Over time as you gain more experience and better understand the equipment that meets your needs, you can begin to buy and maintain your own equipment. This isn’t meant to be an exhaustive list, you may not ever use some of this equipment and you may have other things you want to bring with you. Always look for things that best meet your needs.
For hiking, the first thing that you are going to want to look for is a good pair of shoes. When hiking you are going to be using your feet the most and keeping them happy and healthy is your first concern. You may have already started to look for hiking shoes or boots. If you have you’ve seen that there are hundreds of different products all with different sizes, colors, laces, and odd-sounding designs. Don’t worry, there is a simple way to find the product that you want. This is a good rule to follow; look for something that matches the terrain you are hiking on.
For a simple paved asphalt or concrete trail, you may not even need to get a new pair of shoes. As long as you have a pair of simple tennis shoes they will be the best option for an easy hike. They are breathable, most people have them sitting around their house, and they can withstand a bit on an incline and a small amount of dirt and water. Just make sure that your feet sit comfortably in them and don’t slide around when you walk. This will help prevent you from getting blisters. While tennis shoes are an easy option they should only be used for shorter and smoother hikes.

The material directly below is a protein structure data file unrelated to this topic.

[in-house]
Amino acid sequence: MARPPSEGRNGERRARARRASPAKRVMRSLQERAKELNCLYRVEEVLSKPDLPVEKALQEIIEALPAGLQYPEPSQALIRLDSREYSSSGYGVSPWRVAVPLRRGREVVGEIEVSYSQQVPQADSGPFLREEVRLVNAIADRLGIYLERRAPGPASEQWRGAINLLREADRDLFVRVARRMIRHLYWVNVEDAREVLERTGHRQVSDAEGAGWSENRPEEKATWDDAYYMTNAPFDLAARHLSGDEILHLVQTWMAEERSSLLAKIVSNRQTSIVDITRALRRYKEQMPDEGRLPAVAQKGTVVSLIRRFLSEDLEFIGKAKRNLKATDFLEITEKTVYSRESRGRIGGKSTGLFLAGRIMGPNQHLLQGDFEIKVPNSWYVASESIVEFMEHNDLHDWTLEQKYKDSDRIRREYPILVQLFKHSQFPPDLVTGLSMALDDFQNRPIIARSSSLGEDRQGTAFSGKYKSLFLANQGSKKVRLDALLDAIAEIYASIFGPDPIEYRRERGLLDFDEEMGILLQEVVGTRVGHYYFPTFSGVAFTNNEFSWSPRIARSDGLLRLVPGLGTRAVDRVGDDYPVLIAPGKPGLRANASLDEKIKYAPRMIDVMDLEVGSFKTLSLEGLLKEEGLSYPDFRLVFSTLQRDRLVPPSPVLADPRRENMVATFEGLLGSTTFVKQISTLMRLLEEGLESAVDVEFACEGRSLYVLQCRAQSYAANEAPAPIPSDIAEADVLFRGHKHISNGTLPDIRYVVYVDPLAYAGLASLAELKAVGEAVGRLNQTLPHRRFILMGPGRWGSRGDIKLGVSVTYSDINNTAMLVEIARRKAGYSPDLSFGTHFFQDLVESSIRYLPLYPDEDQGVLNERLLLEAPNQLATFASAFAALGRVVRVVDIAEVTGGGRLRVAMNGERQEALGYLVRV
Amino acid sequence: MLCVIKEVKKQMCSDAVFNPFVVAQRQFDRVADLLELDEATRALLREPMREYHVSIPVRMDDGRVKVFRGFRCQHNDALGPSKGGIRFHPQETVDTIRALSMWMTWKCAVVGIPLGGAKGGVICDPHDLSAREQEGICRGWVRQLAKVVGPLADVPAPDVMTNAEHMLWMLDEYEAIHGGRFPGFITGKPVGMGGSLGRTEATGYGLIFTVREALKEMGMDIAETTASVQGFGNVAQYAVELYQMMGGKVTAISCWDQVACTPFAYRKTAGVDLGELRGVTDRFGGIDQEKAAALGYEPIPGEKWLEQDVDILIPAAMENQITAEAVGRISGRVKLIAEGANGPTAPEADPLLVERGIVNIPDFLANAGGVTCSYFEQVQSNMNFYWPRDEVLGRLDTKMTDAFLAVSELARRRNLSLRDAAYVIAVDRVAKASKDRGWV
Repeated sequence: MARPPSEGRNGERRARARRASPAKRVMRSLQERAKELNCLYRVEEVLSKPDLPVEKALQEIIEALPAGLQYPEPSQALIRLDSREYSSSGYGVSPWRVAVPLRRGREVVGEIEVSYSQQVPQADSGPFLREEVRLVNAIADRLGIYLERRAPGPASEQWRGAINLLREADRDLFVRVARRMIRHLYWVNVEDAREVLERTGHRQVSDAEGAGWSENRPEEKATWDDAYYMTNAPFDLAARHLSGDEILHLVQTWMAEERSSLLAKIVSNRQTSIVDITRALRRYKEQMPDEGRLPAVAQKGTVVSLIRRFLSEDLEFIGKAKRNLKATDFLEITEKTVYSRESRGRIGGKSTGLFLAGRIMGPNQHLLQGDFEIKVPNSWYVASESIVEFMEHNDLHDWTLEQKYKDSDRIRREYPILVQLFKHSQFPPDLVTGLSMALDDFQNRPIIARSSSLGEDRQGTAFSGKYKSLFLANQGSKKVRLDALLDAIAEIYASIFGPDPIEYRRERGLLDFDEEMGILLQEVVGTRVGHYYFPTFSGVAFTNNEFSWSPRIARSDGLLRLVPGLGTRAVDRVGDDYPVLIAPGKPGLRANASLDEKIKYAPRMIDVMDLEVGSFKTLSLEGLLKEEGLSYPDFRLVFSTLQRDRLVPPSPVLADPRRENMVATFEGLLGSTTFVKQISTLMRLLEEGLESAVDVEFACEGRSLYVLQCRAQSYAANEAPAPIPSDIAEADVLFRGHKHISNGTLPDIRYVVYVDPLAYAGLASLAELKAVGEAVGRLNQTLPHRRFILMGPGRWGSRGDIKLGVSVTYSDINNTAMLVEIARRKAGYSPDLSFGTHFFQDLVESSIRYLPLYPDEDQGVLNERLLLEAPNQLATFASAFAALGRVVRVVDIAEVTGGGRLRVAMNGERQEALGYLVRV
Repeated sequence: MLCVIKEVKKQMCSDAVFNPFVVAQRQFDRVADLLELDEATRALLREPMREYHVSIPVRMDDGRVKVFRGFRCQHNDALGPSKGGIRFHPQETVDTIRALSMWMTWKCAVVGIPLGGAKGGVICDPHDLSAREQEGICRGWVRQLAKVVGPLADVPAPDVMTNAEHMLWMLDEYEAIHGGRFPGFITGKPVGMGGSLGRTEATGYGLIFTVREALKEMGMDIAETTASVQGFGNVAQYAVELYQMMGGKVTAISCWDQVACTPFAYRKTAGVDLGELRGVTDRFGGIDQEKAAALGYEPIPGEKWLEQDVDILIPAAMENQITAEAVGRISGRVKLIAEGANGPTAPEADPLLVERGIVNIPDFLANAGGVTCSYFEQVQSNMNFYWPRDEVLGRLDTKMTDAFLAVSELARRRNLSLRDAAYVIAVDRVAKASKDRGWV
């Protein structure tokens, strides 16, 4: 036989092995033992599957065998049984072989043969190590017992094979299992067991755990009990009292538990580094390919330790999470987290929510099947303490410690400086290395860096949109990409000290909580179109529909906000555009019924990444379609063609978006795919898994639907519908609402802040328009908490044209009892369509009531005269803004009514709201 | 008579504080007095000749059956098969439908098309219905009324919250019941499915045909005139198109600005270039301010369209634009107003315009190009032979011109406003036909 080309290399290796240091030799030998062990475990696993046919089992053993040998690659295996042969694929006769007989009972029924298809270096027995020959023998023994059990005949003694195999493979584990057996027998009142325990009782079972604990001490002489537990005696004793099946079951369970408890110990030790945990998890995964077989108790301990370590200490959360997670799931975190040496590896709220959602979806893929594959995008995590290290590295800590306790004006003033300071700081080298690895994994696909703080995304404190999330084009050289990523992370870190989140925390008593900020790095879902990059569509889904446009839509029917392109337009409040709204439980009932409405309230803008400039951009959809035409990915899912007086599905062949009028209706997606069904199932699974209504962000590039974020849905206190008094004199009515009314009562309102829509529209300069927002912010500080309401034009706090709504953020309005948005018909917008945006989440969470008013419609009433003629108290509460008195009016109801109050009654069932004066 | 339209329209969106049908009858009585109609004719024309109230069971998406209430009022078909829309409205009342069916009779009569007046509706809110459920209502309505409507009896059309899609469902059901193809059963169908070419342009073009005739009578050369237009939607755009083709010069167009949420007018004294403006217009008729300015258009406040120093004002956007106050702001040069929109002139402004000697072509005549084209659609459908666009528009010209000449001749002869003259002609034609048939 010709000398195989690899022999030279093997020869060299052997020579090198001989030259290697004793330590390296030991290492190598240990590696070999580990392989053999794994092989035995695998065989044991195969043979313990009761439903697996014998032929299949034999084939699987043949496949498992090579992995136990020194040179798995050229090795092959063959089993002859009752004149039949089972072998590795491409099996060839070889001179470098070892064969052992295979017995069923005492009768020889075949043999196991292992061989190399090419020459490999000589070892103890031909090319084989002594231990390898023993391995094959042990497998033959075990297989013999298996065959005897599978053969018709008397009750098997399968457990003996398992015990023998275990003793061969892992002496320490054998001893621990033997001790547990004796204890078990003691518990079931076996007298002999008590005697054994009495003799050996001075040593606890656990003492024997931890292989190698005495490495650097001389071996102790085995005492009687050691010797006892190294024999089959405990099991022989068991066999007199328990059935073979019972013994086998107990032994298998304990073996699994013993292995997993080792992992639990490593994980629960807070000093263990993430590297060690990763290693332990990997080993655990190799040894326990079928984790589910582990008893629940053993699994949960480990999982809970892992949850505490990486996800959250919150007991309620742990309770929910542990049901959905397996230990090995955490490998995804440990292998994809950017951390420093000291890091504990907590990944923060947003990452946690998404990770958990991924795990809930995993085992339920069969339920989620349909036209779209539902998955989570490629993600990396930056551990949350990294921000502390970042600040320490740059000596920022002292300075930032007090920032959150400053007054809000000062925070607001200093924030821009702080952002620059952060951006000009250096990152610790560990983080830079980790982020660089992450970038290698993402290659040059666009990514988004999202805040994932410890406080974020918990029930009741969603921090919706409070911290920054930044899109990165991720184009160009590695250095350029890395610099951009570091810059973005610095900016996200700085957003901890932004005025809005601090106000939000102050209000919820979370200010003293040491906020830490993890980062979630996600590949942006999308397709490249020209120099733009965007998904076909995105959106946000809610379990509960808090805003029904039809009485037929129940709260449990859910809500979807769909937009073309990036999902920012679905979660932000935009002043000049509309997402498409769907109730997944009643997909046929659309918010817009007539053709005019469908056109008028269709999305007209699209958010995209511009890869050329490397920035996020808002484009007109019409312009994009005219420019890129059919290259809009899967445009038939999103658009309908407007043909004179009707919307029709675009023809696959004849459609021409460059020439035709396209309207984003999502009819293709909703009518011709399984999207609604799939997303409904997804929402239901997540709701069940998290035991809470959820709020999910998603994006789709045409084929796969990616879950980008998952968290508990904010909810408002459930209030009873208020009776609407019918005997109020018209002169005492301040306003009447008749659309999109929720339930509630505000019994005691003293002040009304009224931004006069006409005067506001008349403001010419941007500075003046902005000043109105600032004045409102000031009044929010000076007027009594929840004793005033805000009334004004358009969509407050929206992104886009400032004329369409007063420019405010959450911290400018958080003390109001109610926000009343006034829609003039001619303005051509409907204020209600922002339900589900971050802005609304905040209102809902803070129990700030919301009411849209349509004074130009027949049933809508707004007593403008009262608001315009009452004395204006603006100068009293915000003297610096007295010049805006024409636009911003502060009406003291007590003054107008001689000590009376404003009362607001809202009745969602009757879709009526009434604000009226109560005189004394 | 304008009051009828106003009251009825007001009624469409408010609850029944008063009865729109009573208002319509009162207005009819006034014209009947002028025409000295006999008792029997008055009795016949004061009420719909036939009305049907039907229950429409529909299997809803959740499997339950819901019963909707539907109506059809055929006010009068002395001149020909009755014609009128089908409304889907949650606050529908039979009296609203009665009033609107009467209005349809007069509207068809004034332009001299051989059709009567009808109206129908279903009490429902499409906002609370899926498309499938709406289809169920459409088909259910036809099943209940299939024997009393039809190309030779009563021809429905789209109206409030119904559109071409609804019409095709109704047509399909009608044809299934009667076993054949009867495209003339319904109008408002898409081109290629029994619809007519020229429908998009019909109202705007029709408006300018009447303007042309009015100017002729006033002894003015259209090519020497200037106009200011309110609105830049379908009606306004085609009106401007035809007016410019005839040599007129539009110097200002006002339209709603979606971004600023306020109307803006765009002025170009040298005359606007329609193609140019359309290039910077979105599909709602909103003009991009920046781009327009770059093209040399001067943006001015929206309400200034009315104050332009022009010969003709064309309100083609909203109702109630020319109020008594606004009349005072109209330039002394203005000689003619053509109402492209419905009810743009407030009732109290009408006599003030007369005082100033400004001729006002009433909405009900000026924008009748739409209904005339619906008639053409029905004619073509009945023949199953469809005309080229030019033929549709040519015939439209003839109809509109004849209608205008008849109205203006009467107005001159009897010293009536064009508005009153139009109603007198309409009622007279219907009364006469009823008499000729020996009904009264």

As the trails get more rough, like dirt or rocky trails, or get longer you may want to invest in hiking shoes or boots. The big difference between the two of these is that shoes are typically more flexible and sit below your ankle while boots encase your foot up to above your ankle and are stiffer. Hiking boots will provide the most possible support for your feet. They tend to be waterproof, have a hefty sole with plenty of grippy rubber, and support the joints in your toes and ankles. Their downside is they aren’t breathable footwear, can be expensive, and need to be broken in before being used for hiking.
The step between tennis shoes and hiking boots is hiking shoes. These combine some aspects from both ends of the spectrum to provide a hybrid product. They are more breathable than boots and provide more grip and stability than tennis shoes. However, they aren’t as durable or waterproof as boots. Trail running shoes are a similar product to hiking shoes. The downside to these shoes is they don’t provide as much grip at a slower pace as hiking.
For trail running over a simpler trail, you can use your regular running shoes. As the trails get steeper and rougher you may want to invest in a pair of trail running shoes. These shoes provide more support to your feet, have a tougher sole that holds up better to rocks and roots, and provide better grip. Remember many of these shoes are designed to be used while running and so may not have the best grip while walking or hiking.
While hiking and trail running there is some equipment you should bring for both. Dress in layers, you can always take off a layer and leave it on the side of the trail or wrap it around your waist, but you can’t pull an extra layer out of nothing. While it might be warm at the base of the trail it tends to get colder as you climb. A small pouch to hold snacks, your phone, and a small water bottle are good things to bring along. For long runs or hikes, a hat, sunscreen, and bug spray may be necessary.